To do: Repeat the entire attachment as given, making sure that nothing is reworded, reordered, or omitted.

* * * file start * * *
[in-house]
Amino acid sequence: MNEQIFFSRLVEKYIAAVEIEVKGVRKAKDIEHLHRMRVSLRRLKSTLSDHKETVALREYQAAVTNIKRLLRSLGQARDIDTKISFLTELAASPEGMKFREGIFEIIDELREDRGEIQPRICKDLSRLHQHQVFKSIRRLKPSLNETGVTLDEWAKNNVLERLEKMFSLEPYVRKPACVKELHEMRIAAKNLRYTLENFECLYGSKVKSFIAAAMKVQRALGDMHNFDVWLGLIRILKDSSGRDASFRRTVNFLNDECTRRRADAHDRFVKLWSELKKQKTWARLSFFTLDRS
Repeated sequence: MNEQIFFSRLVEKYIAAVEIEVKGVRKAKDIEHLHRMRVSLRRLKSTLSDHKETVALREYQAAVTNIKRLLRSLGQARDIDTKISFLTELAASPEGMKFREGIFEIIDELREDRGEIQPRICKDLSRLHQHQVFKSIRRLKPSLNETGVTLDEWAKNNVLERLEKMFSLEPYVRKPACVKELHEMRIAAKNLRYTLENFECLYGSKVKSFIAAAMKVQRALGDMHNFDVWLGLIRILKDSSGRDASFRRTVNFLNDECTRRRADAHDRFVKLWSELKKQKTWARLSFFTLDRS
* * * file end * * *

[in-house]
Amino acid sequence: MNEQIFFSRLVEKYIAAVEIEVKGVRKAKDIEHLHRMRVSLRRLKSTLSDHKETVALREYQAAVTNIKRLLRSLGQARDIDTKISFLTELAASPEGMKFREGIFEIIDELREDRGEIQPRICKDLSRLHQHQVFKSIRRLKPSLNETGVTLDEWAKNNVLERLEKMFSLEPYVRKPACVKELHEMRIAAKNLRYTLENFECLYGSKVKSFIAAAMKVQRALGDMHNFDVWLGLIRILKDSSGRDASFRRTVNFLNDECTRRRADAHDRFVKLWSELKKQKTWARLSFFTLDRS
Repeated sequence: MNEQIFFSRLVEKYIAAVEIEVKGVRKAKDIEHLHRMRVSLRRLKSTLSDHKETVALREYQAAVTNIKRLLRSLGQARDIDTKISFLTELAASPEGMKFREGIFEIIDELREDRGEIQPRICKDLSRLHQHQVFKSIRRLKPSLNETGVTLDEWAKNNVLERLEKMFSLEPYVRKPACVKELHEMRIAAKNLRYTLENFECLYGSKVKSFIAAAMKVQRALGDMHNFDVWLGLIRILKDSSGRDASFRRTVNFLNDECTRRRADAHDRFVKLWSELKKQKTWARLSFFTLDRS